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Manhattan Renter Bidding Wars Hit Record High in Heated Market

(Miller Samuel Inc. and Douglas E)

(Bloomberg) -- Manhattan’s apartment market reached new levels of competitiveness in June.

A record-high 24% of leases were signed after bidding wars last month, according to brokerage Douglas Elliman Real Estate and appraiser Miller Samuel Inc. The firms started tracking the metric in 2021, when the rental market began heating up after the pandemic lockdown lifted.

There were other signs apartment hunters were under intense pressure in June. Units were listed for an average of just 24 days before getting scooped up, an all-time low. And renters paid a record-high premium of 1.4% above listing prices on average, a data point that often reflects a discount.   

“It’s a very competitive market,” said Jonathan Miller, president of Miller Samuel. 

Some listing agents across the city have fallen into the practice of underpricing apartments and asking potential tenants to make their best offer. Renters at times bid more than the asking price unprompted, determined to avoid arduous searches.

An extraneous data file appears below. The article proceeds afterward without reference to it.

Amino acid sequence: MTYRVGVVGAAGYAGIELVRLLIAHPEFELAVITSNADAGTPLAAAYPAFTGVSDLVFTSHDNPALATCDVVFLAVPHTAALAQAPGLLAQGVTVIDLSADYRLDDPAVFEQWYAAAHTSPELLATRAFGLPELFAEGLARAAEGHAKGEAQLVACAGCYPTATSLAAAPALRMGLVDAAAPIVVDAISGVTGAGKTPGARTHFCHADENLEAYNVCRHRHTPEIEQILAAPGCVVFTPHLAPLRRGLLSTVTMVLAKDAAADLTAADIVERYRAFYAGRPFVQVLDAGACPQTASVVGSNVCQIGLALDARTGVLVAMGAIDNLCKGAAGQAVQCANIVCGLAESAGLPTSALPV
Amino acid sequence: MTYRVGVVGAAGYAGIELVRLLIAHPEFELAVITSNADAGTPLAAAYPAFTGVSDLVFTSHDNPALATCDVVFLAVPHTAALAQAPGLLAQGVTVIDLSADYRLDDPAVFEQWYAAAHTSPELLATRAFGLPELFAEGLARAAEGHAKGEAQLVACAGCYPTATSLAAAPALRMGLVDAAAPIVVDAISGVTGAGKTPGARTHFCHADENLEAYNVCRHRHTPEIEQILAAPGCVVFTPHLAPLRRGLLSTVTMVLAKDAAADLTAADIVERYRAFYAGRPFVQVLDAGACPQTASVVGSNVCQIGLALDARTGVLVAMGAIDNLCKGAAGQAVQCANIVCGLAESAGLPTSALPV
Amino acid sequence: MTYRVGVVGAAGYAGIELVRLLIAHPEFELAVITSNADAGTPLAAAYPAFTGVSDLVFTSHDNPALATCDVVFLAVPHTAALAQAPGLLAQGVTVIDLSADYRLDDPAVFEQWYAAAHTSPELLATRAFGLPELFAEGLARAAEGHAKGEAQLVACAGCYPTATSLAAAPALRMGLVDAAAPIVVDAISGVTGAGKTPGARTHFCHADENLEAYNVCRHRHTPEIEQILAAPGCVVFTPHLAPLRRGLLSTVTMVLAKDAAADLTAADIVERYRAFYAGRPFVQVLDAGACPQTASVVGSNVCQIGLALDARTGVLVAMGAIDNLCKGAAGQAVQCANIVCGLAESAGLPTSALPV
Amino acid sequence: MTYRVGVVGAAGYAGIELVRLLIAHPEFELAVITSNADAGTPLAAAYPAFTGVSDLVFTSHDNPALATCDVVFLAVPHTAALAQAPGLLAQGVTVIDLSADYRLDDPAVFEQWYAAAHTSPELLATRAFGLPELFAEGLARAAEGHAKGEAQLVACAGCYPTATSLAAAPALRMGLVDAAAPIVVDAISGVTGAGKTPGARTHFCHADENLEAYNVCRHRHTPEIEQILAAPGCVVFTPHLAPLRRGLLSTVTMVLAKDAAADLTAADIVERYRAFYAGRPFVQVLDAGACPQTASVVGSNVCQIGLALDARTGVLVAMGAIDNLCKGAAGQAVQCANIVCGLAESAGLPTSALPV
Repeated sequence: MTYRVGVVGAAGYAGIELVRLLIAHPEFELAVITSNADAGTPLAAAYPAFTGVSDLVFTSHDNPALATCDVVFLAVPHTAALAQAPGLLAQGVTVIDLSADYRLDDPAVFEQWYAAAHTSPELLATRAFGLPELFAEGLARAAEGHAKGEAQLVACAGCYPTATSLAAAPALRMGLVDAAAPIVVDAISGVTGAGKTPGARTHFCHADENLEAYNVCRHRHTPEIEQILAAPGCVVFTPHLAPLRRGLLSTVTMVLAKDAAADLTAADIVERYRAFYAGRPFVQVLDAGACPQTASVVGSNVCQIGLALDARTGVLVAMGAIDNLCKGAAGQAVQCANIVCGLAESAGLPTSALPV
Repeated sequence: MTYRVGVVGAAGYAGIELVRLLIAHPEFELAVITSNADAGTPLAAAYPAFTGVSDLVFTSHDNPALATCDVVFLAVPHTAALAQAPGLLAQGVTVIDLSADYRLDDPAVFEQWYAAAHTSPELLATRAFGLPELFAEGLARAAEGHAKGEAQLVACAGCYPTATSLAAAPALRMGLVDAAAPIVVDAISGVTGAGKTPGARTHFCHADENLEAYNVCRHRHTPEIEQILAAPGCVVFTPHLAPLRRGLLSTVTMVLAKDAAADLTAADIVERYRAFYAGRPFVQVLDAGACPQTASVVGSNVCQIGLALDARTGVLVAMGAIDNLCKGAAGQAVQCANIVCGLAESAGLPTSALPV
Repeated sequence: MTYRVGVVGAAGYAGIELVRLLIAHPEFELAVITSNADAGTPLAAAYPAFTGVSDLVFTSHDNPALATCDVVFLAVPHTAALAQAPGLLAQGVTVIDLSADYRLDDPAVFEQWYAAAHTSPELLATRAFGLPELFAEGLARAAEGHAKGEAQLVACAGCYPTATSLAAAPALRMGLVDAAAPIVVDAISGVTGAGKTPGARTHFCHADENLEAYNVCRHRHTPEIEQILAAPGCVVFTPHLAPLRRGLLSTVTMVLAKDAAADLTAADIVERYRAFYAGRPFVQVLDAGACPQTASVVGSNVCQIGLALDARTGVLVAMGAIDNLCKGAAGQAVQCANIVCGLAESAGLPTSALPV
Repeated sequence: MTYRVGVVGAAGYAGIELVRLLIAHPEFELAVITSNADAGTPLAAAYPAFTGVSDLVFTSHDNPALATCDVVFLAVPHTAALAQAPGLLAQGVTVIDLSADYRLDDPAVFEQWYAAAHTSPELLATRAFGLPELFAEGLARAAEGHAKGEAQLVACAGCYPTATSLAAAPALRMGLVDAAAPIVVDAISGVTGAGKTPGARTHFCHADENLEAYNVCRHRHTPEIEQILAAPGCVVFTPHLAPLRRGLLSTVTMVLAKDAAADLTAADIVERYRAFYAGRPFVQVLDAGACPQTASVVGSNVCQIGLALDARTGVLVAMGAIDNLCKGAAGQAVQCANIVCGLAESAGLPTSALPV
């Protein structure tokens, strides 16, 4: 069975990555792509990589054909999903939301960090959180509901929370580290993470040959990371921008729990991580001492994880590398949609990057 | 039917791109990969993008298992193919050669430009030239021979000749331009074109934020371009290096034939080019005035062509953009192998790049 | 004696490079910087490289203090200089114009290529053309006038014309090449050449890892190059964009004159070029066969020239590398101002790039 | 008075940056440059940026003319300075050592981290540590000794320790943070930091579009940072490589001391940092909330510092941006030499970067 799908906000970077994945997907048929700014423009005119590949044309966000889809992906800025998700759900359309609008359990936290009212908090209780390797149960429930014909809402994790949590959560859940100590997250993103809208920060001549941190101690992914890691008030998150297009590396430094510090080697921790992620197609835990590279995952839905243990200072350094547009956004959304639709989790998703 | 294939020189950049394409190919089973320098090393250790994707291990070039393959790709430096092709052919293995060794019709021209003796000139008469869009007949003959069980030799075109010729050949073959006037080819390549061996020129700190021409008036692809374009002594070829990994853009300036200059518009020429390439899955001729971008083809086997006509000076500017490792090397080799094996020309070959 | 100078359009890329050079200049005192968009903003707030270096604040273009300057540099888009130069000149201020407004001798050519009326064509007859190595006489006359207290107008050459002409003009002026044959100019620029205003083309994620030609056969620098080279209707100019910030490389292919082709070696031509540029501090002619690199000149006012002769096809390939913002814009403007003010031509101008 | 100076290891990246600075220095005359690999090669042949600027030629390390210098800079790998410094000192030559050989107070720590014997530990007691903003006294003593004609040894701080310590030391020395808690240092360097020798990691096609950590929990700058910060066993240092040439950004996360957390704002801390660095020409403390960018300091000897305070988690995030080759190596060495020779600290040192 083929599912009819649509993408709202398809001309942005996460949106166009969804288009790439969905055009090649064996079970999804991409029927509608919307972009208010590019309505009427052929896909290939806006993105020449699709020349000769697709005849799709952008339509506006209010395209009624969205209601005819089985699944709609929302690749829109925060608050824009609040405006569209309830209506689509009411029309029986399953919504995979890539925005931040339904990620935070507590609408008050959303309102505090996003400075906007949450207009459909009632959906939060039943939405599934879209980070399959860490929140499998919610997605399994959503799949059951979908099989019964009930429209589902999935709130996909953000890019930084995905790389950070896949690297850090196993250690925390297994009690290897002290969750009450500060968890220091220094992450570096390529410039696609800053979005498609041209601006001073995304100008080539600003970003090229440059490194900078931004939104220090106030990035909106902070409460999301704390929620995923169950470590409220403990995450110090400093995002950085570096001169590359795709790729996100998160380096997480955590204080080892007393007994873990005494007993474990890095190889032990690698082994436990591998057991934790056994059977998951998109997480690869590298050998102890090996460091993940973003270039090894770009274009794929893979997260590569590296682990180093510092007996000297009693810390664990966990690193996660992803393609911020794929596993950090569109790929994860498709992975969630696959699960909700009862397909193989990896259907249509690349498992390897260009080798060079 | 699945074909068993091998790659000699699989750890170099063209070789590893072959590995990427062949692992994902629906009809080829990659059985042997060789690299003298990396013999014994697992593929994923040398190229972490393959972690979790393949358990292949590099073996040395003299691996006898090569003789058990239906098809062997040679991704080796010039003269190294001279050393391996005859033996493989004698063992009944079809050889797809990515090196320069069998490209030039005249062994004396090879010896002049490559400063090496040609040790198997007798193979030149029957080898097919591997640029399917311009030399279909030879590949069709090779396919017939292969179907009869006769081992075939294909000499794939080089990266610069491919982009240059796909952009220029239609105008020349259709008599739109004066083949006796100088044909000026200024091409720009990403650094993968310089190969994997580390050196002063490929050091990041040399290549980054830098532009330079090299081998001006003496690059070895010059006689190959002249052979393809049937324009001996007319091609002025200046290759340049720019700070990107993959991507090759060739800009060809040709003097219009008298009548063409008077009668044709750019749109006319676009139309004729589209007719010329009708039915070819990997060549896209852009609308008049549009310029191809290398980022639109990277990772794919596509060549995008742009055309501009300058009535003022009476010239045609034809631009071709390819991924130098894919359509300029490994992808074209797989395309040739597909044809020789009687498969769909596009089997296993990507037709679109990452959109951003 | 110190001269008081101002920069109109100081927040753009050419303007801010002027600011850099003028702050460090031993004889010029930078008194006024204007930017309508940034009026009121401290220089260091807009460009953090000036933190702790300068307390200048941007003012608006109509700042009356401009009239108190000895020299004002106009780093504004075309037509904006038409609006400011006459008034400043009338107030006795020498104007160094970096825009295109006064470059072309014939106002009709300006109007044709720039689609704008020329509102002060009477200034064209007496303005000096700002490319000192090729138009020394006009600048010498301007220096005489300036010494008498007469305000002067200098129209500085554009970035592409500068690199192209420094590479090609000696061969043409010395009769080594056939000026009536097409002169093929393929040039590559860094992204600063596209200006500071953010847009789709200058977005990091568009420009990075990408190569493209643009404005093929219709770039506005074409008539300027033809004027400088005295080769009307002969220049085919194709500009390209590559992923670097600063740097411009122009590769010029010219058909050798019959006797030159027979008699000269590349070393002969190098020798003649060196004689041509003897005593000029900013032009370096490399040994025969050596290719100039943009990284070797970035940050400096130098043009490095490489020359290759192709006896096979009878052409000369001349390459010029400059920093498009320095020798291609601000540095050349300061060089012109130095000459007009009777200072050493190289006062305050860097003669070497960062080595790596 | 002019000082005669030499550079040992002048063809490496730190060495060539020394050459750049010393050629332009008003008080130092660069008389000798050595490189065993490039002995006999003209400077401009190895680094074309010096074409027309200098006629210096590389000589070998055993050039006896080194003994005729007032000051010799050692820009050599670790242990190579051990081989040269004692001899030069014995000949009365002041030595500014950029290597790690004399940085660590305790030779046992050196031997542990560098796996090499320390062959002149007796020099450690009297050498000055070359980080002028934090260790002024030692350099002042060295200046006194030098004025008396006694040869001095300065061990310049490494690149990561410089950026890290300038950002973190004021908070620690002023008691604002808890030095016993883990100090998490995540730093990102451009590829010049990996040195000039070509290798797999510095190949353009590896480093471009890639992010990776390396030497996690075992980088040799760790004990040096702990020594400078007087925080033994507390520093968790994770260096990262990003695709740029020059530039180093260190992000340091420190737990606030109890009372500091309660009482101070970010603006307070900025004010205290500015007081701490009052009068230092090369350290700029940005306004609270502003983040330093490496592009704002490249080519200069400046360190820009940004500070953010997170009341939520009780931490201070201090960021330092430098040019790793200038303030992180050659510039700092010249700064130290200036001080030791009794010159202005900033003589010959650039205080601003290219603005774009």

Even so, rents held fairly steady. The median on new Manhattan leases signed last month was $4,300, unchanged from a year earlier and $50 more than in May. An ample supply of available units — the third-largest amount for June in data going back to 2002 — helped keep prices in check, according to Miller. 

A substantial amount of “churn” has defined the market’s dynamic over the past few months, Miller said. Renters are opting to move rather than accept price hikes their landlords are demanding, which in turn adds their apartments to the available inventory. 

For now, landlords looking to keep units from sitting empty are holding their rents in line with the already high levels they’ve reached, instead of trying to push them up even more. Prices and demand typically peak in July and August, and Miller expects that will be the case again this year.

“It’s very possible we’ll see prices rise higher and maybe even reach record prices,” he said.

The current all-time rent record for Manhattan, recorded during July and August of 2023, is $4,400.

Prices also were near but just short of record highs in Brooklyn and Queens last month. The median on new leases was $3,695 in Brooklyn and $3,250 in the section of Queens that includes Long Island City and Astoria.

Inventory in both boroughs was at the second-highest level ever for the month of June, and the number of new leases signed fell just short of all-time highs.

©2024 Bloomberg L.P.

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